Cosby maintains innocence, discusses prison reform program

Bill Cosby departs the Montgomery County Courthouse on the first day of sentencing in his sexual assault trial on Sept. 24, 2018 in Norristown, Pa. 


In a phone call on Nov. 24 with the National Newspaper Publishers Association’s, Bill Cosby said he’s spending his time helping to teach and encourage a large population of African American inmates via Mann Up, a prison reform program. 

The 82-year-old educator and award-winning TV producer/ director/ comedian was sentenced to serve three to 10 years in SCI-Phoenix, a maximum-security penitentiary near Philadelphia. He is serving time following his September 2018 conviction on charges of aggravated indecent assault. 

Unless he receives relief from the state’s appellate courts, Cosby said he fully anticipates serving his entire sentence, saying he’s not guilty and will never admit to something he didn’t do. 

Displayed remorse is generally a required prerequisite to obtaining parole or a shortened sentence. 

During the exclusive interview with NNPA, Cosby was candid, vivid and outspoken. 

Andrew Wyatt, Cosby’s spokesman, was also on the call, where Cosby stressed that there would be no ground rules or restrictions. No topics were off-the-table for discussion.

‘All a set up’ 

Cosby received no special treatment from the facility for this interview. Because inmates are only allowed to remain on phone calls for 15 minutes, Cosby had to call back multiple times in order to complete the interview. 

“I have eight years and nine months left,” Cosby stated. “When I come up for parole, they’re not going to hear me say that I have remorse. I was there. I don’t care what group of people come along and talk about this when they weren’t there. They don’t know.” 

He said his trials were a sham, unjust and not fair. 

“It’s all a setup. That whole jury thing. They were imposters,” Cosby stated.

“Look at the woman who blew the whistle,” he said, alluding to the potential juror who overheard a seated juror proclaim before the trial that, “he’s guilty, we can all go home now.” 

“Then she went in and came out smiling, it’s something attorneys will tell you is called a payoff,” Cosby stated. “I know what they’ve done to my people. But my people are going to view me and say, ‘that boy looks good. That boy is strong.’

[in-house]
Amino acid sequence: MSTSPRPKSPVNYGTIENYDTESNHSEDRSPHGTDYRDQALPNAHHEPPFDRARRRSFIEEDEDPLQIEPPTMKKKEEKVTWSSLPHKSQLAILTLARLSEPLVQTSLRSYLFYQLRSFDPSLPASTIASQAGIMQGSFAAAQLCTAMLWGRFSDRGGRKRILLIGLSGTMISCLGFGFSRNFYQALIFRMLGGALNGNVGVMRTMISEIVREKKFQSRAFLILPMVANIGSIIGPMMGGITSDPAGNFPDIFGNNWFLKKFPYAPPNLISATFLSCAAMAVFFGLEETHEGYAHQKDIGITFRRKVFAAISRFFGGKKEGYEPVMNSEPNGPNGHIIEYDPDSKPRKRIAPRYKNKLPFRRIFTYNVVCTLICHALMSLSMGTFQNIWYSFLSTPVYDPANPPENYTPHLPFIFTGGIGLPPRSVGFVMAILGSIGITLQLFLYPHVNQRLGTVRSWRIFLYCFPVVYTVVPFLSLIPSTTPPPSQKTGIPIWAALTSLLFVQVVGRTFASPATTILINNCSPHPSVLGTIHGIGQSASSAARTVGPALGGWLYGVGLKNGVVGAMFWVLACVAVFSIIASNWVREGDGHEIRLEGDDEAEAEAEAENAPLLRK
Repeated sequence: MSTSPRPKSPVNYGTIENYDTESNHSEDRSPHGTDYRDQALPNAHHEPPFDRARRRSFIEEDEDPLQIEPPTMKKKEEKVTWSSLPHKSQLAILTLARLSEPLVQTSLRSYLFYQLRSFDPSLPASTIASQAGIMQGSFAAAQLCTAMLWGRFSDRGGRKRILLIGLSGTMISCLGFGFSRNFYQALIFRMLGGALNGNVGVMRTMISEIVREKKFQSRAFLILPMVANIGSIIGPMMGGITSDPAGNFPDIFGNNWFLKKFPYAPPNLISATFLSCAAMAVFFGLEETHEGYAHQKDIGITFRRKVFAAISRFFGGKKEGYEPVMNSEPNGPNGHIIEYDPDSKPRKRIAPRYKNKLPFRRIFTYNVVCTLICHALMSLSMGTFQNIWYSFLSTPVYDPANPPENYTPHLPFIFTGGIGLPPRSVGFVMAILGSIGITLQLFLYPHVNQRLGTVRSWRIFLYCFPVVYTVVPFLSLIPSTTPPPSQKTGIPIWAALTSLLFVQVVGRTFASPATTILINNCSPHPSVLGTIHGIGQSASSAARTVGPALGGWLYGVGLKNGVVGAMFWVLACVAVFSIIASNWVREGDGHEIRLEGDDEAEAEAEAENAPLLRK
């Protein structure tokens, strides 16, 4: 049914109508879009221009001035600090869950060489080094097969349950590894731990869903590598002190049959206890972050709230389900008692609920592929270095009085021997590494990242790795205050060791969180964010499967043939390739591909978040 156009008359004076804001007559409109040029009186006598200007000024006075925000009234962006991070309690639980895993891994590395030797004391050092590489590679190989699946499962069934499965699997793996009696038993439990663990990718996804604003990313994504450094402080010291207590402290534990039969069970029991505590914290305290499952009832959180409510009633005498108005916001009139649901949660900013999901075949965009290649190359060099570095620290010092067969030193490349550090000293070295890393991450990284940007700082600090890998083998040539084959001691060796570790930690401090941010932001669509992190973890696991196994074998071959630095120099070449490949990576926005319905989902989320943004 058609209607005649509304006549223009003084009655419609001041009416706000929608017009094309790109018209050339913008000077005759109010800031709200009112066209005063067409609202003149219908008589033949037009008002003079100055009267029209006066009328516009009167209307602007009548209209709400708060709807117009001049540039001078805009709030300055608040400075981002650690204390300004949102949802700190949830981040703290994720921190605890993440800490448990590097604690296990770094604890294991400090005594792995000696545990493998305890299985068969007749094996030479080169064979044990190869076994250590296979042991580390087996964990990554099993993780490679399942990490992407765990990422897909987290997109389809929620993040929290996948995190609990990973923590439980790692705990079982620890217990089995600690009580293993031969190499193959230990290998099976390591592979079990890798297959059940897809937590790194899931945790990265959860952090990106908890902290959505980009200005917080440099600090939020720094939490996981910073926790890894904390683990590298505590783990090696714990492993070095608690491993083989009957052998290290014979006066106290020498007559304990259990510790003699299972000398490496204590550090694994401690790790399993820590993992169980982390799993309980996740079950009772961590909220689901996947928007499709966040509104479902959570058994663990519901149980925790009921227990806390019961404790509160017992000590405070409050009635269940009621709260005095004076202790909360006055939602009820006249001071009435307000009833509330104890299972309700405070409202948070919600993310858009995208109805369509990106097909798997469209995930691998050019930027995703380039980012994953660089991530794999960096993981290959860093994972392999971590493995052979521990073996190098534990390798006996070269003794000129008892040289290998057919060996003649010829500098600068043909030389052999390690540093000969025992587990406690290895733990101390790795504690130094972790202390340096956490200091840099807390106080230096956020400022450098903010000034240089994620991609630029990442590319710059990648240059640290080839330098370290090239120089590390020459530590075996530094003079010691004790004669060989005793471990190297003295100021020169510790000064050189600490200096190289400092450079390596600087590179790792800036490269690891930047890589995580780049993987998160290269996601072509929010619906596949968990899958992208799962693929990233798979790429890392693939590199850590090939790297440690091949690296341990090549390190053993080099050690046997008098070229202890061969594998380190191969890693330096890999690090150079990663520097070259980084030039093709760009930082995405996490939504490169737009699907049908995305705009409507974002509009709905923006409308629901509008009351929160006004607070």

“I have too many heroes that I’ve sat with. Too many heroes whom I listened to like John Henrik Clarke, Kenneth Clark, and Dorothy Height. Those people are very strong, and they saw the rejection of their people. This is political. I can see the whole thing.” 

“I am a privileged man in prison,” he stated. 

More ‘Pound Cake’ 

During the call, Cosby referred to his small cell as “my penthouse.” 

He revisited his famous 2004 “Pound Cake” speech and clarified that he probably should not have addressed that controversial dissertation to all African Americans – the residents at SCI-Phoenix make for the perfect audience, Cosby stated. 

Cosby said he remains concerned, however, for all of Black America. 

“They are under siege. This thing with the drugs and the different pockets of the neighborhoods where it’s going on. When you look at what drugs are doing… things that make these people drive around and shoot into crowds,” Cosby said. 

“The insanity of what is the cause to the brain by all the drugs these people are dealing with. It’s exactly what I warned them about in 2004. They’ve thrown education out the window. 

“They’ve thrown respect for the family out the window, and they’re blaming each other for what’s going on. There is post-traumatic stress syndrome, and there are also bad manners.”

A higher purpose? 

While inmates who spoke to NNPA Newswire said they were saddened to see an icon like Cosby imprisoned, each said they believe he’s serving a higher purpose. 

Cosby agreed. 

“I don’t belong to the Mann Up Association, but it’s a privilege to come in and speak,” Cosby stated. “I never wanted them to lord me up (be put on a pedestal). This is a great privilege.” 

A weekly highlight for Cosby since his incarceration, has been the reform program, Mann Up, where he is often the featured speaker.

The program serves to encourage and empower African American men to strive for self-respect and dignity, and to put their family first. 

Right place 

Cosby stated that he believes he’s in the right place at the right time because he’s spent his life and career trying to reach African American men. 

“I’m looking at a state [Pennsylvania] that has a huge number of prisons, and the one I’m in, thankfully, has the largest population of African Americans,” Cosby stated. 

“These are guys who are also from Philadelphia, where I grew up. Many of them are from the neighborhood. Michael Eric Dyson said ‘Bill Cosby is rich and forgot where he came from.’

“That’s not true. I’m not calling him a liar; I’m saying that’s not true. What I’m saying is that it’s not the same neighborhood as it was when I was coming up. 

“The influx of drugs and what they’ve done with their own history. If they would pay attention to these things and put education first and respect for others first…it’s almost insane to hear someone say they don’t know how to be a father.”


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